Laurila: What about how your body works, and where you’re looking to hit the ball?

Bishop: “I would say that I’m directionally more toward center field. Usually, when I try to hit balls to right field, I’ll miss the changeup, or any off-speed pitch. My timing on a fastball is pull side, so I’ll be way too early on off-speed if I think that way. I really try to look center field, and just use my hands, work with my hands. I don’t think about things like ‘swing up’ or ‘swing down,’ I just try to throw my hands to the ball.”

Laurila: Are you basically looking to drive the ball back through the middle?

Bishop: “Approach-wise, it’s definitely going to center field, but that doesn’t mean I’m necessarily going to hit the ball to center field. I can still turn on a fastball. It’s more so my thought. If he does throw an off-speed pitch, I can turn on it and hit it to right field, whereas if I’m aiming pull — if I’m thinking pull — then I’m going to be too far in front. Thinking middle makes me directionally better.”

Laurila: What is the key to good pitch recognition? Is it mostly a matter of getting your foot down early?

Bishop: “To be honest, I would say it’s just more at-bats. Everybody’s swing is different. You see guys with huge leg kicks. You see guys with toe taps. You have guys just putting their foot down. So, more than anything, it’s just getting at-bats and seeing pitch after pitch after pitch. For me, I was out all season with an injury. Being here in the Arizona Fall League, I have to focus hard on my at-bats, because I haven’t seen this caliber of pitching in a while.”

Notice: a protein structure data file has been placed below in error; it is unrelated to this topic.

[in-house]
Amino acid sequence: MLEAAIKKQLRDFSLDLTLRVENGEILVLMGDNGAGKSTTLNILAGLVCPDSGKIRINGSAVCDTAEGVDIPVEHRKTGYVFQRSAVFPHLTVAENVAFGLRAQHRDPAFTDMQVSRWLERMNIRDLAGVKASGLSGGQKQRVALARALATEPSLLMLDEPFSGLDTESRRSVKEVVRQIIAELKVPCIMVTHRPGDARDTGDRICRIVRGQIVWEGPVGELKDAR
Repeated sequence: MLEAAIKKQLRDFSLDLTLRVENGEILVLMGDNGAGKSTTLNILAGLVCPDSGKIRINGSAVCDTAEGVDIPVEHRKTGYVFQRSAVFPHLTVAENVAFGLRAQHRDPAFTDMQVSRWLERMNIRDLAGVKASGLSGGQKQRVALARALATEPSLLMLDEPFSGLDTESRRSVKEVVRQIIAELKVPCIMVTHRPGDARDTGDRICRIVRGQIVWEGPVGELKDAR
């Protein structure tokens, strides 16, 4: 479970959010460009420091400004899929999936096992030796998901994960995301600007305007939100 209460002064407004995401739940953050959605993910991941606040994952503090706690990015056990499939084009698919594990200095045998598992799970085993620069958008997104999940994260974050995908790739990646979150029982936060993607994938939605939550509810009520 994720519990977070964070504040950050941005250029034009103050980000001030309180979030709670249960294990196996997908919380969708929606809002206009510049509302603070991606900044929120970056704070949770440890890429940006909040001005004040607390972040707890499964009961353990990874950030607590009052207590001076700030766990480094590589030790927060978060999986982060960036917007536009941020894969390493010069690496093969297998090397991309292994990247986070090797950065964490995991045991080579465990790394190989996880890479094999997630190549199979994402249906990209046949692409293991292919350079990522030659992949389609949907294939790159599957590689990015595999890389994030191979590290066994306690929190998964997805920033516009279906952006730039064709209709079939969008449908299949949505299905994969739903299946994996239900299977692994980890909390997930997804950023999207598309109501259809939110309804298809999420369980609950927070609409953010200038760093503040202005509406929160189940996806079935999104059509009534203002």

Laurila: You did play a handful of games earlier this year, right?

Bishop: “I played three games at the start of the season, got hurt, made a comeback and played two games, then got hurt again with the same injury. It was my front shoulder. My throwing was actually fine, but when I would swing, it would feel very uncomfortable. But now it’s healthy and feeling good.”

Laurila: Did you have surgery?

Bishop: “No, just a cortisone shot.”

Laurila: With the injury coming on the heels of the COVID season, you’ve definitely missed a good deal of time. Has stepping back into a batter’s box been akin to riding a bicycle, or are you almost relearning how to hit?

Bishop: “I would say relearn, man. Let’s be honest, I’m not a superhuman. I’d like to believe that I am, but I’m not. So yeah, some parts of the game, like my defense and my athleticism, are like riding a bicycle. But hitting a baseball is really hard when you’re playing every single day. Coming out and facing this competition when you haven’t been playing… I mean, it’s tough. But in due time, it’s going to come together. I’m excited about where it’s heading.”

David Laurila grew up in Michigan's Upper Peninsula and now writes about baseball from his home in Cambridge, Mass. He authored the Prospectus Q&A series at Baseball Prospectus from December 2006-May 2011 before being claimed off waivers by FanGraphs. He can be followed on Twitter @DavidLaurilaQA.